That's an interesting take, Doug. What I think it *may* mean is that WB "massaged" the FOTR image for this release in order to adjust for this disparity in the initial process back 8.5 years ago. Under the approval of Jackson and the film's producers, of course. Which may be disliked by certain home video, er, personalities, but again I ask: If the makers of the film sign off on the Blu-ray (approval, along with Jackson's own opinion of them looking "fantastic") what else should Warner be expected to do?
Oh I'm sure that they were sharpening the film for the theatrical release along with trying to tone down the grain of super 35 a little. There was a lot of that going on in the early days of DI. Of course Jackson knows what the films are supposed to look like and if he says this is it then so be it, I just don't particularly like that look in 2 and 3.

Doug


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#49 of 180 OFFLINE   Brandon Conway

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Posted March 24 2010 - 07:15 PM

Just to be clear: you aren't one of the personalities I was referring to. /img/vbsmilies/htf/smile.gif

"And now the reprimand, from an American critic. He reproaches me for using film as a sacred & lasting medium, like a painting or a book. He does not believe that filmmaking is an inferior art, but he believes, and quite rightly, that a reel goes quickly, that the public are looking above all for relaxation, that film is fragile and that it is pretentious to express the power of one's soul by such ephemeral and delicate means, that Charlie Chaplin's or Buster Keaton's first films can only be seen on very rare and badly spoiled prints. I add that the cinema is making daily progress and that eventually films that we consider marvelous today will soon be forgotten because of new dimensions & colour. This is true. But for 4 weeks this film [The Blood of a Poet] has been shown to audiences that have been so attentive, so eager & so warm, that I wonder after all there is not an anonymous public who are looking for more than relaxation in the cinema." - Jean Cocteau, 1932


#50 of 180 OFFLINE   Xylon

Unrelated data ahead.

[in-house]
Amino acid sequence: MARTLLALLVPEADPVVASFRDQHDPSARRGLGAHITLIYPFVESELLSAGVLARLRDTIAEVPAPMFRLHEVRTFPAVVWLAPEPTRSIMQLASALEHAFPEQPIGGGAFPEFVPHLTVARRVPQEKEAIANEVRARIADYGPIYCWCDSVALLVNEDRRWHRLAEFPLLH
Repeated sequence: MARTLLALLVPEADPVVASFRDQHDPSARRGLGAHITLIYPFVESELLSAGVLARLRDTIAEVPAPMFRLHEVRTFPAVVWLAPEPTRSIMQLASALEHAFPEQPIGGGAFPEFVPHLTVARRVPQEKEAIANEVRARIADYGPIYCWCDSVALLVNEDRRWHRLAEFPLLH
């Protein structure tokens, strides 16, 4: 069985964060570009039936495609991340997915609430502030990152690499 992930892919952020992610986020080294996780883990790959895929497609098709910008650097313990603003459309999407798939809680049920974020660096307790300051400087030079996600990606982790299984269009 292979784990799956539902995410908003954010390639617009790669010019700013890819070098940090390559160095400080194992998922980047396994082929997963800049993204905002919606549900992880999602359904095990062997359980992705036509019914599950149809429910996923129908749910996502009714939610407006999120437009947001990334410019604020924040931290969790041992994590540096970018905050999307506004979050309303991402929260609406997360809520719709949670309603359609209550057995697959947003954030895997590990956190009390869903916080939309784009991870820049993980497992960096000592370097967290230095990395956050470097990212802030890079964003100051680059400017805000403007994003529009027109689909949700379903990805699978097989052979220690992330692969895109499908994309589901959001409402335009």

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Posted March 25 2010 - 01:20 AM

I just finished watching all three back-to-back-to-back.

Mediocre.

As expected _______, etc. of the blu-ray format and crappy HD picture quality comes out of the woodwork to defend it.

Just like Dark Knight, Gangs of New York, Star Treks, T2:Skynet and Gladiator to name a few all I hear are the same excuses. Makes me wonder if they are even educated enough to distinguish between high definition and crappy definition or just marketing people.

When the Extended Edition gets release I hope that we get a new remaster that will easily be superior in picture and sound over DVD and any HD broadcast out there.












#51 of 180 OFFLINE   rich_d

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Posted March 25 2010 - 01:25 AM

Douglas,

Not to be harsh, but if I thought that first run dvd sales mattered when discussing second dip - second format - first and second version video sales and marketing tactics to pull in the most bucks from consumers, your post would be interesting and applicable - but it does not matter. 

Quote:
Originally Posted by Douglas Monce 




As was discussed in another thread, the Theatrical version of the films sold much better on DVD than the EE, even after the EE were released.

Doug
 



Quote:
Originally Posted by rich_d 

Agreed.  Netflix for me.  Let's face it, if they released the EE first on blu-ray or even at the same time, they wouldn't get much sales for the original releases ... so of course they are releasing them first ... for the suckers and those that actual prefer the theatrical releases.